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Windrush history explored at Clapham South Shelter

HISTORY: Caribbean migrants settling in at the Clapham Deep South Shelter (Photo credit: TopFoto)

THE 70TH anniversary of Windrush celebrates the pioneering generation that came to Britain from the Caribbean on 22 June 1948 on the SS Empire Windrush ship.

These enterprising individuals helped to rebuild Britain after the war when there were labor shortages in housing, transport and hospital work.

Upon their arrival, around 236 migrants from the merchant vessel were housed in the labyrinth of underground passages at Clapham South when they first arrived from the former British colonies.

This site forms part of the UK’s diverse history and was also used for civilian sheltering during the Second World War and as budget hotel accommodation in the post-war years during the Festival of Britain 1951.

In commoration of the Windrush 70th anniversary, London Transport Museum are providing tours of the underground shelter to the public, giving people the opportunity to explore the 16 sub shelter space which played an integral role in British history.

The lack of housing after the Second World War meant that accommodation for British citizens from the Caribbean was in short supply. When the authorities became aware that over 200 migrants had nowhere to stay, Clapham South was used as a short-term residential base for them until they could fine their own homes. Within four weeks of arriving, all the Windrush migrants had moved out the site.


PICTURED: John Richards

One of the Windrush migrants who stayed at the shelter was 92-year-old John Richards from Jamaica. Mr Richards arrived in Britain on the Windrush in 1948, and lived at the shelter for three weeks before moving into a hostel in South Kensington. From there, he has lived the majority of his live in the Kensal Rise area and received his first job opportunity with British Railyways after meeting someone at the shelter.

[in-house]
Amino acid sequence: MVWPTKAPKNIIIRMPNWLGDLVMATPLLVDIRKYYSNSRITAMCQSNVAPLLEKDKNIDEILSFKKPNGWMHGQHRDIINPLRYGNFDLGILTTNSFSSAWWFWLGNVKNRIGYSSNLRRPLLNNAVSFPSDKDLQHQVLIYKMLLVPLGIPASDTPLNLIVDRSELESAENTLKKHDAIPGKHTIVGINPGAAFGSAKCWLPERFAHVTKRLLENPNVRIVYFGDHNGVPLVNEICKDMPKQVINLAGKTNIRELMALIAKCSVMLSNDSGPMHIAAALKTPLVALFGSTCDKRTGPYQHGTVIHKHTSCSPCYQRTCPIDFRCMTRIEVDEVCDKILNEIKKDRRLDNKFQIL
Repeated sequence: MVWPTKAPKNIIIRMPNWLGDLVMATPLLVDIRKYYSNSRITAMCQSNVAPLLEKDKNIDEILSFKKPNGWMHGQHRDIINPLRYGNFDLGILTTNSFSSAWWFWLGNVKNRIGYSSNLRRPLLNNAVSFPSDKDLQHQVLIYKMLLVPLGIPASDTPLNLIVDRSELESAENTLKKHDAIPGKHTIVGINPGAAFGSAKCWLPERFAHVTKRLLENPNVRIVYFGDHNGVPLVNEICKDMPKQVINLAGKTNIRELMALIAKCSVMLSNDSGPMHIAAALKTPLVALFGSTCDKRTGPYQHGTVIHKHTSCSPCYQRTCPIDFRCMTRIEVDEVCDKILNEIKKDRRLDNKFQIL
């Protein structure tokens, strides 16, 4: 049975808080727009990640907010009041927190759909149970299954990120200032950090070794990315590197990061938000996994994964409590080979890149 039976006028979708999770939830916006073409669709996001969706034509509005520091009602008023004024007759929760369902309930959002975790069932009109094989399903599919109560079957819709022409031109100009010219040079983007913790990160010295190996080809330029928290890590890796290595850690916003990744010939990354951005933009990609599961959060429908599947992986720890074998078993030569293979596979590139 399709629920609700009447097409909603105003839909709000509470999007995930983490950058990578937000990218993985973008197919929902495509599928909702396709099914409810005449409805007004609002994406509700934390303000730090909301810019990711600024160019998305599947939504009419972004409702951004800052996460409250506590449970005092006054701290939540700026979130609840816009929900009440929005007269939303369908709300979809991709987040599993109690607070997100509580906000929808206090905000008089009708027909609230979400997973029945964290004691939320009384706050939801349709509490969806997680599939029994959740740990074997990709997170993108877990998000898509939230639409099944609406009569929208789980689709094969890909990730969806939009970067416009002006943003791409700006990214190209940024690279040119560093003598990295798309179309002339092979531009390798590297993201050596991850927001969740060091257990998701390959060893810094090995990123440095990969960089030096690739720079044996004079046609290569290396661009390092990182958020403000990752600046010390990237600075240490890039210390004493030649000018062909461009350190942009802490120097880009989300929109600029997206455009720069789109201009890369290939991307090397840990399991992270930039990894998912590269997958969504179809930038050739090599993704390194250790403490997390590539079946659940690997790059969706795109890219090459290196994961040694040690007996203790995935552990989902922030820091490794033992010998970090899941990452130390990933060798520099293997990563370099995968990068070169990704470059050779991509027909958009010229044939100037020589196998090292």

“He was recommended to visit a recruitment centre for British Railways where he got his first job”, recalled Siddy Holloway, engagement manger for London Transport Museum who spoke with Mr Richards.

“He worked primarily at Orpington station and a few other surrounding stations in London.”


Clapham South Shelter

“I’ll always remember the trains that ran overhead in the morning woke me up. There were beds all around with crisp white sheets. They had a tea cart at the station…pie in the evening” remembered Mr Richards.

“I survived because friends know friends. It was hard but in the long run you find a way.”

Chris Nix, Assistant Director, Collections and Engagement at London Transport Museum, added: “It was a real honour to meet Mr Richards. He is now 92 and was able to share some fascinating insights into what life was like for Caribbean people back in 1948 when they first arrived in London and lived in this former Second World War bomb shelter.


John Richards and Chris Nix, Assistant Director, Collections and Engagement at London Transport Museum, inside the Clapham Deep South Shelter

“I am looking forward to communicating these precious moments of history with people on our Clapham South Hidden London tours”.

Tickets are now on sale for tours starting 11 August and run on Wednesday to Sundays. Tickets for adults cost £38.50 and concessions are £33.50 (£1.50) booking fee per transaction). Tours finish on 16 September 2018.

To find out more, visit: www.ltmuseum.co.uk/hidden-tour

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